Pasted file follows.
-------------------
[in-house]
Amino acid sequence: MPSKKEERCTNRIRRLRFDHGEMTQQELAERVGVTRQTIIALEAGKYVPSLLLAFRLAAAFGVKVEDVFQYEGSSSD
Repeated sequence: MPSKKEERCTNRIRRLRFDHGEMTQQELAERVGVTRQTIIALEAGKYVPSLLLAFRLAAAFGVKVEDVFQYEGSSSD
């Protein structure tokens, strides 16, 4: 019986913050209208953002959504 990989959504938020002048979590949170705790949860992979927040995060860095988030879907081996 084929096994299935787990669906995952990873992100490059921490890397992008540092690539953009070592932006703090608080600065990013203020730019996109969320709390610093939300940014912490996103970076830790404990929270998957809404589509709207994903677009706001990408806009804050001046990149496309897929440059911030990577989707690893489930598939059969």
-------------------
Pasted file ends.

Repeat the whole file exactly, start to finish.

[in-house]
Amino acid sequence: MPSKKEERCTNRIRRLRFDHGEMTQQELAERVGVTRQTIIALEAGKYVPSLLLAFRLAAAFGVKVEDVFQYEGSSSD
Repeated sequence: MPSKKEERCTNRIRRLRFDHGEMTQQELAERVGVTRQTIIALEAGKYVPSLLLAFRLAAAFGVKVEDVFQYEGSSSD
């Protein structure tokens, strides 16, 4: 019986913050209208953002959504 990989959504938020002048979590949170705790949860992979927040995060860095988030879907081996 084929096994299935787990669906995952990873992100490059921490890397992008540092690539953009070592932006703090608080600065990013203020730019996109969320709390610093939300940014912490996103970076830790404990929270998957809404589509709207994903677009706001990408806009804050001046990149496309897929440059911030990577989707690893489930598939059969």